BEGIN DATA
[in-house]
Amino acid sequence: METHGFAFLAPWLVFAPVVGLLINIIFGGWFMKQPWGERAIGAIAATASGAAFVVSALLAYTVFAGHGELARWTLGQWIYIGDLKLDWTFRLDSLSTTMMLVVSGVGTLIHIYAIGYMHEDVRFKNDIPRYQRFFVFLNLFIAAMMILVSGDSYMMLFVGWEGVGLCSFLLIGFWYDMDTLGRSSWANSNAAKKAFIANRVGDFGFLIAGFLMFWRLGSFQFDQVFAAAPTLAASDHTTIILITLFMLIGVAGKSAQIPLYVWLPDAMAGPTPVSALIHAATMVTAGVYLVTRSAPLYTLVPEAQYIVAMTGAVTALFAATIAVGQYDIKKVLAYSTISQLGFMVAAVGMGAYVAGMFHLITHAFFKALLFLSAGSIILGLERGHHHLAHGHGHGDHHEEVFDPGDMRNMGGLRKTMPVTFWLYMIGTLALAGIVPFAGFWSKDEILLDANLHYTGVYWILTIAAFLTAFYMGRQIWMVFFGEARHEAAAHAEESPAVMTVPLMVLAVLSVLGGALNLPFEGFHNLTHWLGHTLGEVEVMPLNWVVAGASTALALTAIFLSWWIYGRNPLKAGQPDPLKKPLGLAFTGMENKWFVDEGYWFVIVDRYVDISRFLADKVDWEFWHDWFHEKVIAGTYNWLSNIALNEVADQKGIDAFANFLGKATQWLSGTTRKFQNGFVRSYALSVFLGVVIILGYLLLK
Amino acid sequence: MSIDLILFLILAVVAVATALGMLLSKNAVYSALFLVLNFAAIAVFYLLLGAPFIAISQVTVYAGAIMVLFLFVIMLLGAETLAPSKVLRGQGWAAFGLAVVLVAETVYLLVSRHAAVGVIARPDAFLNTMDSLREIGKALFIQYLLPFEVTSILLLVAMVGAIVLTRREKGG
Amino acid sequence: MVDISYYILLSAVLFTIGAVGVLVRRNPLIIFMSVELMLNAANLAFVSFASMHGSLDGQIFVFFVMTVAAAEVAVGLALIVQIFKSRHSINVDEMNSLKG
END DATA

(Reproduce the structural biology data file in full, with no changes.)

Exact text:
[in-house]
Amino acid sequence: METHGFAFLAPWLVFAPVVGLLINIIFGGWFMKQPWGERAIGAIAATASGAAFVVSALLAYTVFAGHGELARWTLGQWIYIGDLKLDWTFRLDSLSTTMMLVVSGVGTLIHIYAIGYMHEDVRFKNDIPRYQRFFVFLNLFIAAMMILVSGDSYMMLFVGWEGVGLCSFLLIGFWYDMDTLGRSSWANSNAAKKAFIANRVGDFGFLIAGFLMFWRLGSFQFDQVFAAAPTLAASDHTTIILITLFMLIGVAGKSAQIPLYVWLPDAMAGPTPVSALIHAATMVTAGVYLVTRSAPLYTLVPEAQYIVAMTGAVTALFAATIAVGQYDIKKVLAYSTISQLGFMVAAVGMGAYVAGMFHLITHAFFKALLFLSAGSIILGLERGHHHLAHGHGHGDHHEEVFDPGDMRNMGGLRKTMPVTFWLYMIGTLALAGIVPFAGFWSKDEILLDANLHYTGVYWILTIAAFLTAFYMGRQIWMVFFGEARHEAAAHAEESPAVMTVPLMVLAVLSVLGGALNLPFEGFHNLTHWLGHTLGEVEVMPLNWVVAGASTALALTAIFLSWWIYGRNPLKAGQPDPLKKPLGLAFTGMENKWFVDEGYWFVIVDRYVDISRFLADKVDWEFWHDWFHEKVIAGTYNWLSNIALNEVADQKGIDAFANFLGKATQWLSGTTRKFQNGFVRSYALSVFLGVVIILGYLLLK
Amino acid sequence: MSIDLILFLILAVVAVATALGMLLSKNAVYSALFLVLNFAAIAVFYLLLGAPFIAISQVTVYAGAIMVLFLFVIMLLGAETLAPSKVLRGQGWAAFGLAVVLVAETVYLLVSRHAAVGVIARPDAFLNTMDSLREIGKALFIQYLLPFEVTSILLLVAMVGAIVLTRREKGG
Amino acid sequence: MVDISYYILLSAVLFTIGAVGVLVRRNPLIIFMSVELMLNAANLAFVSFASMHGSLDGQIFVFFVMTVAAAEVAVGLALIVQIFKSRHSINVDEMNSLKG